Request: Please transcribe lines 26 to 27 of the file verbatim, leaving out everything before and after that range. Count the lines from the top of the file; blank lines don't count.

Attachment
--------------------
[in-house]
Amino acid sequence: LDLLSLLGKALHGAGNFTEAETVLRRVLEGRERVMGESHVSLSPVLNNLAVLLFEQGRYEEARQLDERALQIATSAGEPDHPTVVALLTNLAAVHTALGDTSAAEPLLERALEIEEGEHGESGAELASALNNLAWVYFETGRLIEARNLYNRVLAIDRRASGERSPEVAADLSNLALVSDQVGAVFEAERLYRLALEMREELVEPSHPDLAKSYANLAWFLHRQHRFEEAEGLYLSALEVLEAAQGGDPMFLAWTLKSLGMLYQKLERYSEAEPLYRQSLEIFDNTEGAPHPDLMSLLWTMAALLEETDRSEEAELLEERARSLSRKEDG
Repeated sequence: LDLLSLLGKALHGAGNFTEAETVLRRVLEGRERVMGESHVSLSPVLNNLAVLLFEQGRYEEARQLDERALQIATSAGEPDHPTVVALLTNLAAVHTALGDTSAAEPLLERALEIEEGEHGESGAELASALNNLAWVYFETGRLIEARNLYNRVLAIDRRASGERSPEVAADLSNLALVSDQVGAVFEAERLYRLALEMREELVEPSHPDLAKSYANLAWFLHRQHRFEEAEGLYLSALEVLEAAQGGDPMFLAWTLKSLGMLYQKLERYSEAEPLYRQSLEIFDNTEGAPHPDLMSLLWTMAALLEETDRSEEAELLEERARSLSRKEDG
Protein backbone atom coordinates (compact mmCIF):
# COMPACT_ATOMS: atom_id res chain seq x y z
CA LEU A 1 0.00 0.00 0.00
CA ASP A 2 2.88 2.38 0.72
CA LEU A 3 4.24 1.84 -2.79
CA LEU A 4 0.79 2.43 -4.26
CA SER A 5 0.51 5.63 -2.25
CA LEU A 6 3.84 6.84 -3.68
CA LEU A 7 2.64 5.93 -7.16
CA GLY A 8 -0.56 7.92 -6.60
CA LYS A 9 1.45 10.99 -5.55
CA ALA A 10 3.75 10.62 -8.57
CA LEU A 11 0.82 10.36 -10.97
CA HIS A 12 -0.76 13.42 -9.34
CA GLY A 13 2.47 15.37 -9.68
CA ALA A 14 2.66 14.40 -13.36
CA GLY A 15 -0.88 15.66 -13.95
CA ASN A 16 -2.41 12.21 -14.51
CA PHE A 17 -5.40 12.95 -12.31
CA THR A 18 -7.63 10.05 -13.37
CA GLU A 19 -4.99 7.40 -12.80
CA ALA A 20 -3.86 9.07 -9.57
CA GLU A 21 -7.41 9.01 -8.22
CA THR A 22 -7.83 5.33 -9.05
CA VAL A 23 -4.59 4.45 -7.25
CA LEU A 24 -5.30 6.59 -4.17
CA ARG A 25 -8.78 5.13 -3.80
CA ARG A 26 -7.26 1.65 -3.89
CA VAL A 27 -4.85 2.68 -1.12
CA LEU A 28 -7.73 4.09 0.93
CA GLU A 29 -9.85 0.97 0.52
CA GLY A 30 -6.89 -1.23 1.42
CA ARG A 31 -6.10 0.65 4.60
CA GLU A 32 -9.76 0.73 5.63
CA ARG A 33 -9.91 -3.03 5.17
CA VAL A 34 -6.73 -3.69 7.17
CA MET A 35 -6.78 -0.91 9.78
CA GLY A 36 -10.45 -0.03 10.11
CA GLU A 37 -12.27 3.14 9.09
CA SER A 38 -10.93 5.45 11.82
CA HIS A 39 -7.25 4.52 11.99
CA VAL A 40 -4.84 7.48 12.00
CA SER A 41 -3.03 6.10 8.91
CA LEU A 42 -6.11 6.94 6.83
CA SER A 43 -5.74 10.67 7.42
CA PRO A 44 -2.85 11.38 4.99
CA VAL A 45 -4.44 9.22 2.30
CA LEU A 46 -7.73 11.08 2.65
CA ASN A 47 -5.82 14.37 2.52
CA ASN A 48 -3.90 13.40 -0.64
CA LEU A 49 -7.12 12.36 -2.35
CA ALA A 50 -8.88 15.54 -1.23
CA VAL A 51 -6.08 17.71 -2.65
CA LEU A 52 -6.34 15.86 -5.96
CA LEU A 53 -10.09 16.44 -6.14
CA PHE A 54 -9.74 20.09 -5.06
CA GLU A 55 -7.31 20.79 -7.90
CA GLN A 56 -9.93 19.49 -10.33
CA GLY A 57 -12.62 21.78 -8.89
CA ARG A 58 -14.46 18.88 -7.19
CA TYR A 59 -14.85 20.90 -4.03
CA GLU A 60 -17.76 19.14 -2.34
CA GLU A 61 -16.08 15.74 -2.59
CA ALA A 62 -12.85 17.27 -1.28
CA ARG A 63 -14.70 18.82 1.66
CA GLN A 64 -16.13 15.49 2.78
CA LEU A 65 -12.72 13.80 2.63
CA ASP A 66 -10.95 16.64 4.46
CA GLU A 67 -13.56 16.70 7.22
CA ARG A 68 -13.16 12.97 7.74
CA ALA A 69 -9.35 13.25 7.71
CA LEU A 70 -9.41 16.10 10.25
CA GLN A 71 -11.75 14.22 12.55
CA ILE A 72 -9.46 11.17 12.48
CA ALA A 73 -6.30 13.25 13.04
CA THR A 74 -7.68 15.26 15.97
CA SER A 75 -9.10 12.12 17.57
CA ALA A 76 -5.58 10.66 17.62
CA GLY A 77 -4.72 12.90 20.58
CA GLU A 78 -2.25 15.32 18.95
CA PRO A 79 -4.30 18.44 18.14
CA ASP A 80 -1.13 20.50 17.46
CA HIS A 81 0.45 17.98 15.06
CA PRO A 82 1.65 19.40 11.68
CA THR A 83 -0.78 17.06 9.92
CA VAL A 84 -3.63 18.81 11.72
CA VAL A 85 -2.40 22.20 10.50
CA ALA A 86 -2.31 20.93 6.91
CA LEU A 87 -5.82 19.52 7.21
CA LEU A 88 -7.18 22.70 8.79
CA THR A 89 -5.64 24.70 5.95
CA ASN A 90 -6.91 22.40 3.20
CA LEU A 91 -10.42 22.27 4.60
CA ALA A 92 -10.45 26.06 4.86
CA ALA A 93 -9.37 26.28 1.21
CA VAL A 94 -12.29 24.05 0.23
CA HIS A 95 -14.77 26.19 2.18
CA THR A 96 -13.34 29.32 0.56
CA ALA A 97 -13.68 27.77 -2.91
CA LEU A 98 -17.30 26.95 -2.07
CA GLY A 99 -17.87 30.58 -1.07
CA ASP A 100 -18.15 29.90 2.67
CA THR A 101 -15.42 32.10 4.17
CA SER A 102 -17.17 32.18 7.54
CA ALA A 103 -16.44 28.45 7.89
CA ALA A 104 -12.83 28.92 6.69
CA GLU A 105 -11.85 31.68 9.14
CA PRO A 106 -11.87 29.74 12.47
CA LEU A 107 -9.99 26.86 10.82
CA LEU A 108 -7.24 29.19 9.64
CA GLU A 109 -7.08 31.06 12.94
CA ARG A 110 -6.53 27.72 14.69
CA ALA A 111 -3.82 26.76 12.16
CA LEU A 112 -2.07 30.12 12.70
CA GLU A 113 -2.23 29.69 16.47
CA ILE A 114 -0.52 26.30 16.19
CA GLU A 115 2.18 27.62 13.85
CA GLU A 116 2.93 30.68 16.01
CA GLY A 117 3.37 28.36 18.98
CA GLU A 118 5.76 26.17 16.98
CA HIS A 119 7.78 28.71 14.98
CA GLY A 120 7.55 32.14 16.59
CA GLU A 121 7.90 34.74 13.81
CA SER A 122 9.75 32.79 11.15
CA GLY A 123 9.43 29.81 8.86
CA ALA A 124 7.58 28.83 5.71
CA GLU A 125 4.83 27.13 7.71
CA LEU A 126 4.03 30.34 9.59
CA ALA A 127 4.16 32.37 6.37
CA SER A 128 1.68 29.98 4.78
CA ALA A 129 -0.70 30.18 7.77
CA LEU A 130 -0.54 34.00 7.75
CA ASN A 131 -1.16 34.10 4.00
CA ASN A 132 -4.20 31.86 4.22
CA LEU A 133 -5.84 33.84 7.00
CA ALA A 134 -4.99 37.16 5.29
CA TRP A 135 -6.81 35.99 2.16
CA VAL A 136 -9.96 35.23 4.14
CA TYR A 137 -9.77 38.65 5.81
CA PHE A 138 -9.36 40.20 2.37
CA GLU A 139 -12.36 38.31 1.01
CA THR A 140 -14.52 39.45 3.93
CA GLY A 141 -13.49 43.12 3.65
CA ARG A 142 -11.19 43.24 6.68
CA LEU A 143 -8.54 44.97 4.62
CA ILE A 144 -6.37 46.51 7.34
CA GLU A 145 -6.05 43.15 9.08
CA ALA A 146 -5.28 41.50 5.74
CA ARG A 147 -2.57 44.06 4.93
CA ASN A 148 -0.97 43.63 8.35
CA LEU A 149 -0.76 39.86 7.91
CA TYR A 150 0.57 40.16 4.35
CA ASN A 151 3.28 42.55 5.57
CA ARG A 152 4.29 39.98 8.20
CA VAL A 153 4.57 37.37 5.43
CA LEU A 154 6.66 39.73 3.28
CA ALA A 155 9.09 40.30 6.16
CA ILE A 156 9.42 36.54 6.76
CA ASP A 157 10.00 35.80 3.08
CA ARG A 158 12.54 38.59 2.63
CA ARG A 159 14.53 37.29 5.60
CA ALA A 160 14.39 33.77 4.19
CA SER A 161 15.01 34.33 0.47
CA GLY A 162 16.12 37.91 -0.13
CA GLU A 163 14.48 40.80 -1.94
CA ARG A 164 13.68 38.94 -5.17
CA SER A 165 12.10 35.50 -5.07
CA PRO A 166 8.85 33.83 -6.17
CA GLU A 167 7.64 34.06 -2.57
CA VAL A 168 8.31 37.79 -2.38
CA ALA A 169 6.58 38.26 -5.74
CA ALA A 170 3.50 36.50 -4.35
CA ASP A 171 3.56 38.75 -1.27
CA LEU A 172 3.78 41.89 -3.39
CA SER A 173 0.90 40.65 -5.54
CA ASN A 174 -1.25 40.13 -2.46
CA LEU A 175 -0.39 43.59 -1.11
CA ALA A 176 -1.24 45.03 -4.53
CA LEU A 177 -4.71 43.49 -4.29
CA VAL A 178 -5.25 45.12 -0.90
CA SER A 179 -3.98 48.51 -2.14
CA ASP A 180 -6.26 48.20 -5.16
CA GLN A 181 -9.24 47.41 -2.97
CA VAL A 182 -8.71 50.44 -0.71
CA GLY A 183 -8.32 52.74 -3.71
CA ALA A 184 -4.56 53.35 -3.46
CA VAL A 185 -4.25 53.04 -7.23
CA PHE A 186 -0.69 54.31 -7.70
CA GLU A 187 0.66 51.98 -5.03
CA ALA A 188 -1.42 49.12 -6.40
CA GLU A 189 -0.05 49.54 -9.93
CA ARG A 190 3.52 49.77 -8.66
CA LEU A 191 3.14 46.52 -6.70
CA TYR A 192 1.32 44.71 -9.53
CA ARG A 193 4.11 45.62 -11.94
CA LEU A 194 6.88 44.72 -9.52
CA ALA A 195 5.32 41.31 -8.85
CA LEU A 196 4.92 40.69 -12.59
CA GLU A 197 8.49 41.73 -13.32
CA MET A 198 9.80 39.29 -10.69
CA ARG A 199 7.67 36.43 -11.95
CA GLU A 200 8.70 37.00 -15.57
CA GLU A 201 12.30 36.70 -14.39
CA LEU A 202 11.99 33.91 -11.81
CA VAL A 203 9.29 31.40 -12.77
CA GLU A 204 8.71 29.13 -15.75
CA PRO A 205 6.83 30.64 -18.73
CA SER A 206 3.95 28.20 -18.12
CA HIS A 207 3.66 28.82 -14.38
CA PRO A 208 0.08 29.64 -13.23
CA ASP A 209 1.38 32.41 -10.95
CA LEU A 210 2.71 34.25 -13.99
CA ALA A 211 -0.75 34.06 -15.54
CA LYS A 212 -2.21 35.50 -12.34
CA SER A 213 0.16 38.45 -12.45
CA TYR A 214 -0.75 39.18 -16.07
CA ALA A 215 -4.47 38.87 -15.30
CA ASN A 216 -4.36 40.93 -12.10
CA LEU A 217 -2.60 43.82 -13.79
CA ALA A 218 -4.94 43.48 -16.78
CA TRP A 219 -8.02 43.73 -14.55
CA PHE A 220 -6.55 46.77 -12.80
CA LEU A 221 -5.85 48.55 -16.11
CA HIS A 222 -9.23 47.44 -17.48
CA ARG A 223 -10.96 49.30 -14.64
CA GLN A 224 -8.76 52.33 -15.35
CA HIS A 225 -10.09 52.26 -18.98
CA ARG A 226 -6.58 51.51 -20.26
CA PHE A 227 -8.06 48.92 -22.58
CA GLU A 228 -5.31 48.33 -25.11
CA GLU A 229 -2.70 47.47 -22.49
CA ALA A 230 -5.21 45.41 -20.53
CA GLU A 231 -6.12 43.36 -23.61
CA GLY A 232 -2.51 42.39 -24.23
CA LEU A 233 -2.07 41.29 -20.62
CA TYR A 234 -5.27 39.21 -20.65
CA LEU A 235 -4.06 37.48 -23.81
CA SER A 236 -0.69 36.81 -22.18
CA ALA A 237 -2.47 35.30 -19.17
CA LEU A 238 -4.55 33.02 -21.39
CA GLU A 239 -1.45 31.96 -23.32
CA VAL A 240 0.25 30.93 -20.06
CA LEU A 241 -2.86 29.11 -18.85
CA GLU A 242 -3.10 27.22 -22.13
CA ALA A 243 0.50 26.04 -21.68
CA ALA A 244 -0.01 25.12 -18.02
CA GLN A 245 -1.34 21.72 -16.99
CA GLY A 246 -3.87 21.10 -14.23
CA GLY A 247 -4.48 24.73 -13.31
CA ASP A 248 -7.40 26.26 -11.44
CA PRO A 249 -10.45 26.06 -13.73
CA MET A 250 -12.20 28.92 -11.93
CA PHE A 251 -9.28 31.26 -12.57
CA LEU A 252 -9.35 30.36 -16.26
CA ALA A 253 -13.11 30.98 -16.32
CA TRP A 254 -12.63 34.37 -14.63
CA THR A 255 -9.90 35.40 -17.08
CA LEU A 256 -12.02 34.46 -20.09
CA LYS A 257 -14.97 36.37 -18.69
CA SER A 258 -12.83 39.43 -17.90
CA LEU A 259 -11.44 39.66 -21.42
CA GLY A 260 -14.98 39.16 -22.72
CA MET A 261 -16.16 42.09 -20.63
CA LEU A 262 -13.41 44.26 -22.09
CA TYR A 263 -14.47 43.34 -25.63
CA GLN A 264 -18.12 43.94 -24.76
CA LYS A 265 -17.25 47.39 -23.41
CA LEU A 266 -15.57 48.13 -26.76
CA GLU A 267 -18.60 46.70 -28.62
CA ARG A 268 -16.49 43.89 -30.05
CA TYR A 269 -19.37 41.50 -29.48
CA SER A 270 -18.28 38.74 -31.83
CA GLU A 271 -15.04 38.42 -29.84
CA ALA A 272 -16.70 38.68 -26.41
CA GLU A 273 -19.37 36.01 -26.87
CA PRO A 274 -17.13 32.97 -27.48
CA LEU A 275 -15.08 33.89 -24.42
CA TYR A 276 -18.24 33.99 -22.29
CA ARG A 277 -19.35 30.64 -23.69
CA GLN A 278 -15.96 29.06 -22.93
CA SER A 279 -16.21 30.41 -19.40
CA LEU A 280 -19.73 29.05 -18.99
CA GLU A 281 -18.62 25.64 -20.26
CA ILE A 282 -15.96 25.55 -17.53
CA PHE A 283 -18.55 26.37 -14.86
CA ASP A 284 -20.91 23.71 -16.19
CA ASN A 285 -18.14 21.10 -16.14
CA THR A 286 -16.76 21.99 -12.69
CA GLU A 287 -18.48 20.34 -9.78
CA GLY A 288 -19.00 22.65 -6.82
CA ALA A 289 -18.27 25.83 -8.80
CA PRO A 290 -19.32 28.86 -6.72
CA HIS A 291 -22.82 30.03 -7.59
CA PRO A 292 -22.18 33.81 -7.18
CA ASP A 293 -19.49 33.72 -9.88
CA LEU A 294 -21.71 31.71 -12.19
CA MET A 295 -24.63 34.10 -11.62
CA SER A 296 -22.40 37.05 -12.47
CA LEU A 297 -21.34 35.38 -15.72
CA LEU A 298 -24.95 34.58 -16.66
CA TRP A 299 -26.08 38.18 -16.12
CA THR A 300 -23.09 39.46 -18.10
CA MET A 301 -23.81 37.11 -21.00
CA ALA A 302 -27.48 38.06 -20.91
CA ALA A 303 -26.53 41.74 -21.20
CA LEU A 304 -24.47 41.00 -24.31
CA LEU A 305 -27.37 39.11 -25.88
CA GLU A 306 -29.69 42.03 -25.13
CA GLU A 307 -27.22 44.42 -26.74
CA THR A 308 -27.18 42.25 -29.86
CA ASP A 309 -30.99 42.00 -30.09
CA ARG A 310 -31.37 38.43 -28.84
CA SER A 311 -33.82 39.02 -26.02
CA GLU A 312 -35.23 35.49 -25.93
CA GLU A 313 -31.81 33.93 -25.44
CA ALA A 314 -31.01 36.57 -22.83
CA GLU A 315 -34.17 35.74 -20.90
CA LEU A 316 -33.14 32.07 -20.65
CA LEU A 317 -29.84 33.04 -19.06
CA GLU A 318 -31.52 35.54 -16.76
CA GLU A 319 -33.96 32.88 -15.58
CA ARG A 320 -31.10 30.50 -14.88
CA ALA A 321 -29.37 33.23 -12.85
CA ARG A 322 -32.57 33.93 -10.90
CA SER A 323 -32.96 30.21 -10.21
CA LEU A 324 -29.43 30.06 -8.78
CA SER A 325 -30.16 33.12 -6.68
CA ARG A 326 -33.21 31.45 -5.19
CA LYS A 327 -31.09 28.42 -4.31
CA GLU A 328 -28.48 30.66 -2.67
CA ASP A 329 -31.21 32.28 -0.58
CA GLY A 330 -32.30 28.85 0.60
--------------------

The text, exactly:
CA GLU A 21 -7.41 9.01 -8.22
CA THR A 22 -7.83 5.33 -9.05